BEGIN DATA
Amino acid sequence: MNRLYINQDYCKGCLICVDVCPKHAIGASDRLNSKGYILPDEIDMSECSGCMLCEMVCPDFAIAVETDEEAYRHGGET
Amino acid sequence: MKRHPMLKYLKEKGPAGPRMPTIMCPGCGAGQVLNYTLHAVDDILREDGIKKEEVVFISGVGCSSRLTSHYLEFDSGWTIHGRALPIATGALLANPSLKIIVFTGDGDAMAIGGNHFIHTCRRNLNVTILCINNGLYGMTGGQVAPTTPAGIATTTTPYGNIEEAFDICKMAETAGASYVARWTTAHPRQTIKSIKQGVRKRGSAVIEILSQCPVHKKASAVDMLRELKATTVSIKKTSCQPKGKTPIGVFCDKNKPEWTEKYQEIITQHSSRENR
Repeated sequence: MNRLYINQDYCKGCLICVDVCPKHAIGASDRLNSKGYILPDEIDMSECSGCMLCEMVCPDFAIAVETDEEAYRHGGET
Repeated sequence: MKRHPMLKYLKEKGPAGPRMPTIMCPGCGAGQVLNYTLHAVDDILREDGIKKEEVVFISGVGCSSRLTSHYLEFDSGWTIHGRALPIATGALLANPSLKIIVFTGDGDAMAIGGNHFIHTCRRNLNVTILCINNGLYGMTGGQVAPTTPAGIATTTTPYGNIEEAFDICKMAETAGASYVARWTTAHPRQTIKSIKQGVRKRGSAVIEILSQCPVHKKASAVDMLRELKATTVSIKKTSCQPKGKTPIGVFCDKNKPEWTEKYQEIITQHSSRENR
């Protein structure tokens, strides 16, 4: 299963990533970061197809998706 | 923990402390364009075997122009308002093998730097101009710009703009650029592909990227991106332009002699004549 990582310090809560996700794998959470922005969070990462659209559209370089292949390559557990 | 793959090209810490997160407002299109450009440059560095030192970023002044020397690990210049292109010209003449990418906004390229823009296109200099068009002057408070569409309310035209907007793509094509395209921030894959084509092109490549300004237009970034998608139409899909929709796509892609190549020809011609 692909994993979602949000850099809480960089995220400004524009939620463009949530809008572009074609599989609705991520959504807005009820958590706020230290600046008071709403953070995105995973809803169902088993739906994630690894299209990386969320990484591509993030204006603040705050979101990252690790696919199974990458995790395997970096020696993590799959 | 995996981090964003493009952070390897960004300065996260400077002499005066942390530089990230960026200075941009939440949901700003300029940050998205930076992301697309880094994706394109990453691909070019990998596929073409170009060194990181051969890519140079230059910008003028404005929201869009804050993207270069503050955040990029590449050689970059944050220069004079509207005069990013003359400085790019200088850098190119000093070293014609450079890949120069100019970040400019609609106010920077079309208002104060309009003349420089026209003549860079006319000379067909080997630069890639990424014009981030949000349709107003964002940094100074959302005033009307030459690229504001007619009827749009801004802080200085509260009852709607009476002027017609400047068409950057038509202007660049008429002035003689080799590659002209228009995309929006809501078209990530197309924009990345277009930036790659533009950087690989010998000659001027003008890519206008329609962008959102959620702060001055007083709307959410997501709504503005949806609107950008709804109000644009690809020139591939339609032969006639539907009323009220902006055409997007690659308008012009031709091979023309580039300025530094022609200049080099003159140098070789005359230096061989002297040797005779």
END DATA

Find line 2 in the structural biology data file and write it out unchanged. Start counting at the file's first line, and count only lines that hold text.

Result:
Amino acid sequence: MKRHPMLKYLKEKGPAGPRMPTIMCPGCGAGQVLNYTLHAVDDILREDGIKKEEVVFISGVGCSSRLTSHYLEFDSGWTIHGRALPIATGALLANPSLKIIVFTGDGDAMAIGGNHFIHTCRRNLNVTILCINNGLYGMTGGQVAPTTPAGIATTTTPYGNIEEAFDICKMAETAGASYVARWTTAHPRQTIKSIKQGVRKRGSAVIEILSQCPVHKKASAVDMLRELKATTVSIKKTSCQPKGKTPIGVFCDKNKPEWTEKYQEIITQHSSRENR